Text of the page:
Haftar seeks support in Greece
Greek Foreign Minister Nikos Dendias (R) meets with Libyan military commander Khalifa Haftar in Athens, on Jan. 17, 2020, days ahead of a peace conference in Berlin which he and the head of Tripoli's U.N.-recognised government are expected to attend.(AFP Photo)
The commander of forces fighting the U.N.-supported government in war-torn Libya has begun meetings in Athens.
Khalifa Haftar met with Greek Foreign Minister Nikos Dendias after arriving for a previously unannounced visit late on Jan. 16.
He will continue meetings with Prime Minister Kyriakos Mitsotakis on Jan. 17 as well as with other senior Greek officials.
The surprise visit by Haftar takes place ahead of a weekend summit in Berlin aimed at halting the conflict in oil-rich Libya which is being fueled by competing for international support for the warring sides.
Turkey, which has promised to send troops to back Libya's government against Haftar’s offensive, is at odds with Greece over oil-and-gas drilling rights in the East Mediterranean.
Police maintained a heavy security presence outside the hotel next to parliament in central Athens where Haftar is staying.
Meanwhile, Germany on Jan. 16 said that Haftar is committed to a ceasefire.
German Foreign Minister Heiko Maas, after visiting the eastern Libyan city of Benghazi, also said Haftar is willing to attend a conference in Berlin on Jan. 19 about the conflict.
Maas's comment follows efforts by Russia and Turkey to persuade Haftar on a visit to Moscow this week to agree to a lasting ceasefire and halt the offensive on Tripoli. Haftar left Moscow without signing the proposal.
The nine-month-old war over Tripoli is just the latest bout of chaos in Libya, an OPEC member that has become a hub for human traffickers to ship migrants by boats to Italy, while Islamist militants have exploited the widespread disorder.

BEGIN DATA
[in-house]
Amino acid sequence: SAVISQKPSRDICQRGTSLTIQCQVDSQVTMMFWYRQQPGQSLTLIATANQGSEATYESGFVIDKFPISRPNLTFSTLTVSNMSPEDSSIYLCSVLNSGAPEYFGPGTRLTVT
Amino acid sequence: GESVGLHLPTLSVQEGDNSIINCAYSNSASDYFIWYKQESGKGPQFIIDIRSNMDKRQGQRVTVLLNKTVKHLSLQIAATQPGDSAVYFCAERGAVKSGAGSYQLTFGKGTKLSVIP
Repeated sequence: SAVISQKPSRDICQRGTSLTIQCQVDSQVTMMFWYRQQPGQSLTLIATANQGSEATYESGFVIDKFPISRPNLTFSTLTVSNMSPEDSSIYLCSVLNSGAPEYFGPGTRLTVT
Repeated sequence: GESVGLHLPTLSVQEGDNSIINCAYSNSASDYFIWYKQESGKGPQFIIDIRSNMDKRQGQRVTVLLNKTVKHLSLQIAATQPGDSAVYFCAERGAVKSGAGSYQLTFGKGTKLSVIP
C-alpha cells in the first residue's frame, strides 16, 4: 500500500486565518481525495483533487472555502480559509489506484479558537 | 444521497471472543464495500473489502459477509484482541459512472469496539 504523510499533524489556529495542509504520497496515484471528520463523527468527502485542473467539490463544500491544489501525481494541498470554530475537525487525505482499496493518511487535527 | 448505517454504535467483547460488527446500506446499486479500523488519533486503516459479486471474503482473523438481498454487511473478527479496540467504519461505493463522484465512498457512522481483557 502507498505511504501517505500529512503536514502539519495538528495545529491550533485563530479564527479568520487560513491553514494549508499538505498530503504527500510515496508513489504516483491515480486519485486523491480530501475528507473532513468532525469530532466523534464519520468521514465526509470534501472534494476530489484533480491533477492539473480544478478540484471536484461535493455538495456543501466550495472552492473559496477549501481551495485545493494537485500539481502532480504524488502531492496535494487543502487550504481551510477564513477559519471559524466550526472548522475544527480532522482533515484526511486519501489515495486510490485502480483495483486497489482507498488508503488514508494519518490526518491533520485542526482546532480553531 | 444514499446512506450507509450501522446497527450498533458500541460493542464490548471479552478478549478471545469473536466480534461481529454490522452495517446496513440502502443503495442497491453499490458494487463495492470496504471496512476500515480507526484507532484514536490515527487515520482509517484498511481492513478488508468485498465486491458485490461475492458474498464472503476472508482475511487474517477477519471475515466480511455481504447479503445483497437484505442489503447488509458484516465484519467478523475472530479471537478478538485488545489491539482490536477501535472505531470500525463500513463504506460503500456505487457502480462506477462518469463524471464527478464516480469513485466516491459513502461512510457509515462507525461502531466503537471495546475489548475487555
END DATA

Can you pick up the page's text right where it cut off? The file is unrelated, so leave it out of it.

"If developments in Libya are allowed to continue, then Libya will be the next Syria and we don't want that to happen," Maas said later on German television.
The conference to be hosted by Germany on Jan. 19 would bring together Libyan rival camps and the foreign powers that support them to try to end the war over Tripoli and resume talks on a power-sharing deal.
Among those attending would be Russian President Vladimir Putin, Turkish President Recep Tayyip Erdoğan, U.S. Secretary of State Mike Pompeo and European leaders, Maas said.
"General Haftar has signaled his readiness to contribute to the success of the Libya Conference in Berlin and is willing to participate. He has repeated his commitment to observe the existing ceasefire," Maas said in a tweet sent by his ministry.
German Chancellor Angela Merkel welcomed the move and said the conference aimed to get parties to honor a weapons embargo.
"At the Libya conference we must above all see that the weapons embargo is adhered to again, which is basically agreed by the U.N. but unfortunately not honored," she told reporters.
Maas said on German television that after a ceasefire and arms embargo had been observed, a political process must take place under the auspices of the United Nations to give Libya a prospect of ending its civil war.
Libya's U.N.-recognized Government of National Accord (GNA) on Jan. 16 said forces loyal to Haftar violated the cease-fire in the country.
Muhammed Kununu, the military spokesman of the GNA, said Haftar militias targeted al-Brega oil complex in southern Tripoli.
The oil complex sustained the damage, he added.
Haftar forces targeted the GNA forces in Gasr Garabulli area, 50 kilometers (31 miles) east of Tripoli, an Anadolu Agency correspondent reported.
Libya has been fractured and deeply unstable, with outside powers providing support to rival armed factions since veteran dictator Muammar Gaddafi was toppled in a 2011 uprising.
Turkey backs Fayez al-Sarraj's internationally recognized Government of National Accord (GNA) while Haftar - whose forces control much of Libya's east and south - has received support from Egypt, the United Arab Emirates, Jordan, and Russian mercenaries.
Turkey is beginning to send troops into Libya in support of Sarraj's government, Erdoğan said on Jan. 16.
"In order for the legitimate government in Libya to remain standing and for stability to be established, we are now sending our soldiers to this country," Erdoğan told an event in Ankara.